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    ABSTRACT: A method based on the direct injection of diluted urine for the identification and quantification of morphine, morphine-3-glucuronide, morphine-6-glucuronide, codeine, codeine-6-glucuronide, ethylmorphine, ethylmorphine-6-glucuronide and 6-acetylmorphine (6AM) in human urine by electrospray ionisation liquid chromatography-tandem mass spectrometry was validated for use as a confirmation procedure in urine drug testing. Four deuterium labelled analogues were used as internal standards: morphine-3-glucuronide-D3, morphine-D3, codeine-D3 and 6AM-D3. Twenty microlitre aliquots of urine were mixed with 80 mul of the internal standard solution in autosampler vials and 10 mul was injected. The chromatographic system consisted of a 2.0 x 100 mm C18 column and the gradient elution buffers used acetonitrile and 25 mmol/l formic acid. Two product ions produced from the protonated molecular ions were monitored in the selected reaction monitoring mode. The intra- and inter-assay variability (coefficient of variation) was below 10% at higher levels for all analytes, but at the reporting limits the variation was above 20% for 6AM, morphine-3-glucuronide and codeine-6-glucuronide. Ion suppression occurred early after injection but did not affect the identification and quantification of the analytes in authentic samples. The method was further validated by comparison with a reference gas chromatographic-mass spectrometric method using authentic urine samples. The two methods agreed almost completely (99%) regarding the identified analytes, but for the quantitative results there were slightly lower levels when measuring glucuronides directly as compared to total determination after hydrolysis by gas chromatography-mass spectrometry. We conclude that the presented liquid chromatographic-tandem mass spectrometric method is robust and reliable, and suitable for use as a confirmation method in urine drug testing for opiates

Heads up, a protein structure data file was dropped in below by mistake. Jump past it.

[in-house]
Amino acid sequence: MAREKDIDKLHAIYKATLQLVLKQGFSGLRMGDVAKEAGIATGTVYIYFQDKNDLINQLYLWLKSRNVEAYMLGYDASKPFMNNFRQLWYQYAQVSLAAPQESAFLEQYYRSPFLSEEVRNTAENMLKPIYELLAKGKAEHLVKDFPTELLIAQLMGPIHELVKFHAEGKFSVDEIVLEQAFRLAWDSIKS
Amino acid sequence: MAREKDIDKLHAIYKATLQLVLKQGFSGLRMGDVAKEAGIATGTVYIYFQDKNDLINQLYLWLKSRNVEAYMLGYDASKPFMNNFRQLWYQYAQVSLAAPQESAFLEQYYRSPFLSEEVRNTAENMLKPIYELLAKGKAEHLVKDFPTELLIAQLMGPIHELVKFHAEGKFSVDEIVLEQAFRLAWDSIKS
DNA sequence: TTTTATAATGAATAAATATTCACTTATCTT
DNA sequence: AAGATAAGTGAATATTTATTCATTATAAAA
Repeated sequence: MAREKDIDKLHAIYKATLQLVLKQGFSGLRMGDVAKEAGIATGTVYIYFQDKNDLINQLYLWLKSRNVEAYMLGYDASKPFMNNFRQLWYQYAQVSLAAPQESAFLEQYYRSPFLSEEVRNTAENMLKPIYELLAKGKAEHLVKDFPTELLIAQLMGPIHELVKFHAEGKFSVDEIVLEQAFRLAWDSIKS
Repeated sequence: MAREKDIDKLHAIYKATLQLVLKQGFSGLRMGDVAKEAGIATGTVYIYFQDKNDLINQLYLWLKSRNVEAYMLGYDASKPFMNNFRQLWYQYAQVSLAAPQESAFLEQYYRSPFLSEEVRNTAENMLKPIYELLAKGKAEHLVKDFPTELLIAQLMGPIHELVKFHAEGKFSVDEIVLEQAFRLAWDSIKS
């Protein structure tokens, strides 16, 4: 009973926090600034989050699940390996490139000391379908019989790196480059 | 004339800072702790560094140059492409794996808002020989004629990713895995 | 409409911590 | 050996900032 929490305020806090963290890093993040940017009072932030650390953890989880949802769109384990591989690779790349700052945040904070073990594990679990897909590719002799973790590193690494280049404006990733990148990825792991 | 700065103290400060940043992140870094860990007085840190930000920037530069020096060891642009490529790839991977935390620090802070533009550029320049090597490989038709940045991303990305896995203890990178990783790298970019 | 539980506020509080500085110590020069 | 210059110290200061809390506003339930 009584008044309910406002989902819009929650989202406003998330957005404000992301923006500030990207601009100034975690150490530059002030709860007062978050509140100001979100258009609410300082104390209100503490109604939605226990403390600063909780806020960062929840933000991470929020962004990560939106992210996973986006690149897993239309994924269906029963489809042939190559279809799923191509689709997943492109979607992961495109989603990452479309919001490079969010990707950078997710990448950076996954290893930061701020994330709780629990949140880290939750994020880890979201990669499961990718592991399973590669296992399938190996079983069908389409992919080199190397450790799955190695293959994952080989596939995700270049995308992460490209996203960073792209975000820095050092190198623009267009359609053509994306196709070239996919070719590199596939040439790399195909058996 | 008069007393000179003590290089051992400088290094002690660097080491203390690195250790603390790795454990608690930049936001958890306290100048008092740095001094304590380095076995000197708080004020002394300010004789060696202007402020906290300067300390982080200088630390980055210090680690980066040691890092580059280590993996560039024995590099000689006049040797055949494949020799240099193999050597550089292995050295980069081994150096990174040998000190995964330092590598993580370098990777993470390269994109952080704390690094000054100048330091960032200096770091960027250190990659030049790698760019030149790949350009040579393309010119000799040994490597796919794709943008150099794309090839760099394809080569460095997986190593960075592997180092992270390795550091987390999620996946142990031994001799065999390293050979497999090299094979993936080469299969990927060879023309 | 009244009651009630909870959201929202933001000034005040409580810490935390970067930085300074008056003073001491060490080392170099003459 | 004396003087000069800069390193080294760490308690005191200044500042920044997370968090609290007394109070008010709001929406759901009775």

Journal of Mass Spectrometry 08/2007; 42(7):881-9. · 3.21 Impact Factor
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    ABSTRACT: A method for the identification and quantification of morphine-3-glucuronide, codeine-6-glucuronide, ethylmorphine-6-glucuronide, and 6-acetylmorphine in human urine based on solid-phase extraction (SPE) and electrospray ionization liquid chromatography-mass spectrometry (LC-MS) was validated for use as a confirmation procedure in combination with immunochemical screening for opiates. Three deuterium-labelled analogues were used as internal standards: morphine-3-glucuronide-d3, codeine-d3, and 6-acetylmorphine-d3. Fifty-microliter aliquots of urine were prepared by SPE using 30-mg Oasis HLB cartridges. The chromatographic system consisted of a 2.0 x 100-mm C18 column and the gradient elution buffers used acetonitrile and 25 mmol/L formic acid. The protonated molecular ions were monitored in the selected ion monitoring mode together with one qualifier ion for each analyte. The interassay variability was less than 10% at the reporting limit 30 ng/mL for 6-acetylmorphine and 300 ng/mL for the other analytes. The method was validated by comparison with a reference gas chromatographic (GC)-MS method using authentic urine samples. The two methods agreed completely regarding identified analytes, and for the quantitative results there were slightly lower levels when measuring glucuronides directly as compared to total determination after hydrolysis by GC-MS. This result was to be expected because the free compounds are not measured with the LC-MS method. This study concludes that the presented LC-MS method is robust and reliable, and suitable for use as a confirmation method in clinical urine drug testing for opiates.
    Journal of analytical toxicology 04/2007; 31(2):81-6. · 2.11 Impact Factor